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Max Rockatansky

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Re: California 245 and other more obscure California State Highways
« Reply #21 on: July 04, 2016, 06:57:02 PM »

Found the thread in question:

http://www.aaroads.com/forum/index.php?topic=17629.0

Apparently I didn't remember 43 correctly, they wanted north of 198 to at minimum an expressway.  Still seems like overkill to me.....
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sparker

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Re: California 245 and other more obscure California State Highways
« Reply #22 on: July 04, 2016, 10:17:30 PM »

Yeah...even though some of those improvements might have been initiated or prompted by Amazon, it seems Kings County is pretty eager to get in on the Valley freeway bandwagon.  I can see at least a 2-lane expressway (with ROW protection & channelization)  from 198 to Corcoran along 43, but for the present I just don't see the need for anything more.  Unless someone figured that Hanford residents (or, prior to the Tracy decision, future Amazon employees) would be jonesing for some of those fine Selma raisins, an expressway north of 198 would likely not be a cost-effective venture; there is too much driveway access to the present roadway to practically utilize it as an expressway/freeway ROW; new alignment, with the accompanying property-acquisition cost, would be necessary.  Even without Amazon, I can see 198 as an expressway facility west to I-5 in my lifetime (and I'm an old fart!) -- but not much else.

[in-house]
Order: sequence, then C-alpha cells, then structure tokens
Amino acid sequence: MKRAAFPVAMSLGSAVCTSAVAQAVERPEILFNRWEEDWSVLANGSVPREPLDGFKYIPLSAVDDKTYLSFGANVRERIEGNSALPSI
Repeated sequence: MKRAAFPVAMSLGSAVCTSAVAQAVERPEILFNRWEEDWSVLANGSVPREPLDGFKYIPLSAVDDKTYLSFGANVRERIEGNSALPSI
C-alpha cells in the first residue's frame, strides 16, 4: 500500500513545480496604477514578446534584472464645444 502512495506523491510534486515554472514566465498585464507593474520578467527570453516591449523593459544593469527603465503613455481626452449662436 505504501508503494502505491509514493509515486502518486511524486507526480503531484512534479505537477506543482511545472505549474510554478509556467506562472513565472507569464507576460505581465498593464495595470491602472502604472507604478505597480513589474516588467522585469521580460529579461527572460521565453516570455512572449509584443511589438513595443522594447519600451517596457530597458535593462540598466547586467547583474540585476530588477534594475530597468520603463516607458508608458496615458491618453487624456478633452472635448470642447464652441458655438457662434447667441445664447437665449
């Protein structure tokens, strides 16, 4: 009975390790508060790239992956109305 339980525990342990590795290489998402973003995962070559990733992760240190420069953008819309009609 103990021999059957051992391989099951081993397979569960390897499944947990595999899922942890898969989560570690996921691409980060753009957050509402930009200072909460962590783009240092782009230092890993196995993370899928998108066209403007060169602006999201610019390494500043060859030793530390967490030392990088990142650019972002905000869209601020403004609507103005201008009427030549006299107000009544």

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coatimundi

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Re: California 245 and other more obscure California State Highways
« Reply #23 on: July 05, 2016, 01:40:02 AM »

I've been surprised how low the traffic volumes are west of the Lemoore NAS on 198. I think part of the reason is that no one uses it for a trans-mountain route like I do - they'd rather (or Google tells them to) take 152 or 46 - and there's really nothing west of Lemoore. Looking at a map, a freeway all the way to I-5 is obvious, but I don't know that it's actually necessary. Then again, it shouldn't be that expensive to do.